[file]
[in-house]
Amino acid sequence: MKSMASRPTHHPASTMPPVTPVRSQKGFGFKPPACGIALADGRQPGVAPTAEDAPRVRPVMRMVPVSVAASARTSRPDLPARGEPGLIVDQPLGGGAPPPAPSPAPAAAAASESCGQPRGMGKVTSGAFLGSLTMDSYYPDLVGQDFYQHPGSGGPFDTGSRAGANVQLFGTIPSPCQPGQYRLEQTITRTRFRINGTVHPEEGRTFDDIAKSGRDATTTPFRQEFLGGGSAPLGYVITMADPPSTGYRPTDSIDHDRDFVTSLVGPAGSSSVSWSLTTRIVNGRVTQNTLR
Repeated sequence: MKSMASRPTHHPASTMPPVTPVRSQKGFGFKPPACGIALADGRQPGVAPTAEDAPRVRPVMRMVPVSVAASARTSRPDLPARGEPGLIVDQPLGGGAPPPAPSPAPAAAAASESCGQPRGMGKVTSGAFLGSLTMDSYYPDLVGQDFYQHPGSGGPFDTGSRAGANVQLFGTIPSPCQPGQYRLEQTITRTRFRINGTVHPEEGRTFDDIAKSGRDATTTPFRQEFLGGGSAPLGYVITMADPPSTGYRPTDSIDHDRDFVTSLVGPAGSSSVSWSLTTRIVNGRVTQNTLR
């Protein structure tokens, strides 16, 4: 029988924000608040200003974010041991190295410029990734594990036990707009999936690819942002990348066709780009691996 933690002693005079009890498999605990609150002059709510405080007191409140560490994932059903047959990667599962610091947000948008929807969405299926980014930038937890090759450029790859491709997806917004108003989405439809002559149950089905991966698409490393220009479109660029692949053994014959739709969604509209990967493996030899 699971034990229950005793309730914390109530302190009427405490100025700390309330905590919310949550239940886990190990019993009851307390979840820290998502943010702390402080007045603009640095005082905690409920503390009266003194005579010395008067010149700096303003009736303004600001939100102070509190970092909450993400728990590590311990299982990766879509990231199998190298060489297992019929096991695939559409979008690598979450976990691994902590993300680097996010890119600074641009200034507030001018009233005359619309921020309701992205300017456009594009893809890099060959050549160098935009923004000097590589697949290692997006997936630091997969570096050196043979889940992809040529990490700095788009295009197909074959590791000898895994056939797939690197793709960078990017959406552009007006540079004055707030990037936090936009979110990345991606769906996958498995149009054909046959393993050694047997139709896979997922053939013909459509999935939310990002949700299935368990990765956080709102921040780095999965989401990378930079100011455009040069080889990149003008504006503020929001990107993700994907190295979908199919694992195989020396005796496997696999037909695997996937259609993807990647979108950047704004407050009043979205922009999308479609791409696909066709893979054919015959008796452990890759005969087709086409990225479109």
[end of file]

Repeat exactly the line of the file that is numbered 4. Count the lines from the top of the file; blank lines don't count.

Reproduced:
């Protein structure tokens, strides 16, 4: 029988924000608040200003974010041991190295410029990734594990036990707009999936690819942002990348066709780009691996 933690002693005079009890498999605990609150002059709510405080007191409140560490994932059903047959990667599962610091947000948008929807969405299926980014930038937890090759450029790859491709997806917004108003989405439809002559149950089905991966698409490393220009479109660029692949053994014959739709969604509209990967493996030899 699971034990229950005793309730914390109530302190009427405490100025700390309330905590919310949550239940886990190990019993009851307390979840820290998502943010702390402080007045603009640095005082905690409920503390009266003194005579010395008067010149700096303003009736303004600001939100102070509190970092909450993400728990590590311990299982990766879509990231199998190298060489297992019929096991695939559409979008690598979450976990691994902590993300680097996010890119600074641009200034507030001018009233005359619309921020309701992205300017456009594009893809890099060959050549160098935009923004000097590589697949290692997006997936630091997969570096050196043979889940992809040529990490700095788009295009197909074959590791000898895994056939797939690197793709960078990017959406552009007006540079004055707030990037936090936009979110990345991606769906996958498995149009054909046959393993050694047997139709896979997922053939013909459509999935939310990002949700299935368990990765956080709102921040780095999965989401990378930079100011455009040069080889990149003008504006503020929001990107993700994907190295979908199919694992195989020396005796496997696999037909695997996937259609993807990647979108950047704004407050009043979205922009999308479609791409696909066709893979054919015959008796452990890759005969087709086409990225479109």